Want Something to Worship? Try This

Instead of attending services — whether in a Church, Synagogue, Mosque, or Temple — watch this. It’s far more powerful than any scripture I’ve ever encountered.


Good Things Come To Those Who Tweet

Rick Ladd:

My friend Trisha demonstrates how to work, and live, out loud. Plus, she got a nice lagniappe for doing something she loves to do.

Originally posted on Trisha Liu @mor_trisha:

Winner

I was sitting in the kitchen reading my phone and I blurted out to my dear husband, “Omigosh, I won an iPad Mini!” He skeptically said, “Uh….. I don’t think so.” I don’t blame him for being wary, with so much spam, phishing, and other unpleasantness that can show up in our inboxes and social streams these days.

But in this case, I really did win, it is real! I’m happy and honored to be recognized as one of the top tweeters from the JiveWorld14 conference

The best part is, winning was totally unexpected. I wasn’t playing to win. I was just doing what I love to do:

  • Attend a top-notch social business conference, packed with some of the smartest, most experienced, and passionate people on the planet
  • Share the goodness by tweeting out as many gems and insights as my smartphone keyboard and 4G data plan could handle

View original 221 more words


Giving Thanks is a Year-Round Affair

Senior Center at Thanksgiving

Some carving, some cooking, and the calm before the storm.

Last night’s dinner at the Simi Valley Senior Center, organized by my Rotary Club, and for which I was a co-Chair, was a resounding success. There were a few less people than the past couple of years, but we still fed around 350 – 400 seniors, plus a ton of volunteers. It is so gratifying to see so many people come together to make something happen like this and, truthfully, it is all the Thanksgiving I need.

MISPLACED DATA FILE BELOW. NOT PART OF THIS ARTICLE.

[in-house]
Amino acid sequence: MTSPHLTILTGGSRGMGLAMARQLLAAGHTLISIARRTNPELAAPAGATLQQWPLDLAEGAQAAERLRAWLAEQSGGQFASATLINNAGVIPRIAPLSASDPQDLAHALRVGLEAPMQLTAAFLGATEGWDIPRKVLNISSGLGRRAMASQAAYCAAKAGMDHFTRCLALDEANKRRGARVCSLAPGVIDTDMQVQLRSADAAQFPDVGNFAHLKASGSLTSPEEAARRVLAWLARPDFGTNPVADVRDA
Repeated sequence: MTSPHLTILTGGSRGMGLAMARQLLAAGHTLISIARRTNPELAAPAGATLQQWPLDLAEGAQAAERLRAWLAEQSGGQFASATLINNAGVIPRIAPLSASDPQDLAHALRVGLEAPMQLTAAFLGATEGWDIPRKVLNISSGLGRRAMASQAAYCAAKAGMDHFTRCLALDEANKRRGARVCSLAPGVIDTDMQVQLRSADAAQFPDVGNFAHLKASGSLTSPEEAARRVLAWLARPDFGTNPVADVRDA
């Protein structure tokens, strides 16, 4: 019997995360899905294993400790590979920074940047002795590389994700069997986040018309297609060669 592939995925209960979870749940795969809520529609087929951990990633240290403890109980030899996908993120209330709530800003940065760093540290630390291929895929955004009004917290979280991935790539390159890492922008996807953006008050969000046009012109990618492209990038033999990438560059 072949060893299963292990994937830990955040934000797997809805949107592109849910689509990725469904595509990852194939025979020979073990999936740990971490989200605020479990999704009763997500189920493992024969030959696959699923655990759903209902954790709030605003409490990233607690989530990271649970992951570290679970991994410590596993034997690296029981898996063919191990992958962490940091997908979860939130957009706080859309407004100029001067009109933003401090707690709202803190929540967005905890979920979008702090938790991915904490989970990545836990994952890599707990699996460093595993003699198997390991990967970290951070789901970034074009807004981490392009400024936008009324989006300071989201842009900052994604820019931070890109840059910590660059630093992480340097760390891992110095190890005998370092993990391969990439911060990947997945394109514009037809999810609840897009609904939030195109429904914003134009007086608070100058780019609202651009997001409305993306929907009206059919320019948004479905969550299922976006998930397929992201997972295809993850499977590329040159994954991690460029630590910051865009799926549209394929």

Today will be a lagniappe; a little something extra; a little more than I need or have any reason to expect.

I have so much to be grateful for. My family and, especially, the two beautiful girls without whom my life would be so much poorer (though I’m having some doubts about the 13 y/o ;) ). My wife, Linda, who puts up with my volatility, especially since I retired from the job I expected to work at until I dropped dead at my desk. My life after retirement, which is slowly resolving into something considerably different than I thought it would, but that I’m settling into rather comfortably. The wonderful people I’ve had the opportunity to work with and learn from. My numerous friends, both irl and virtual, whose sharing, comfort, and kindness have kept me from despondency and buoyed my spirits when things weren’t looking all that good, and who have also helped me continue to grow as a human being.

I’m also grateful for the ability to think critically and the strength to seek out the truth and accept its lessons, no matter how challenging or harsh they may be, without losing faith or diminishing the love I feel for the human race and this beautiful world we live in.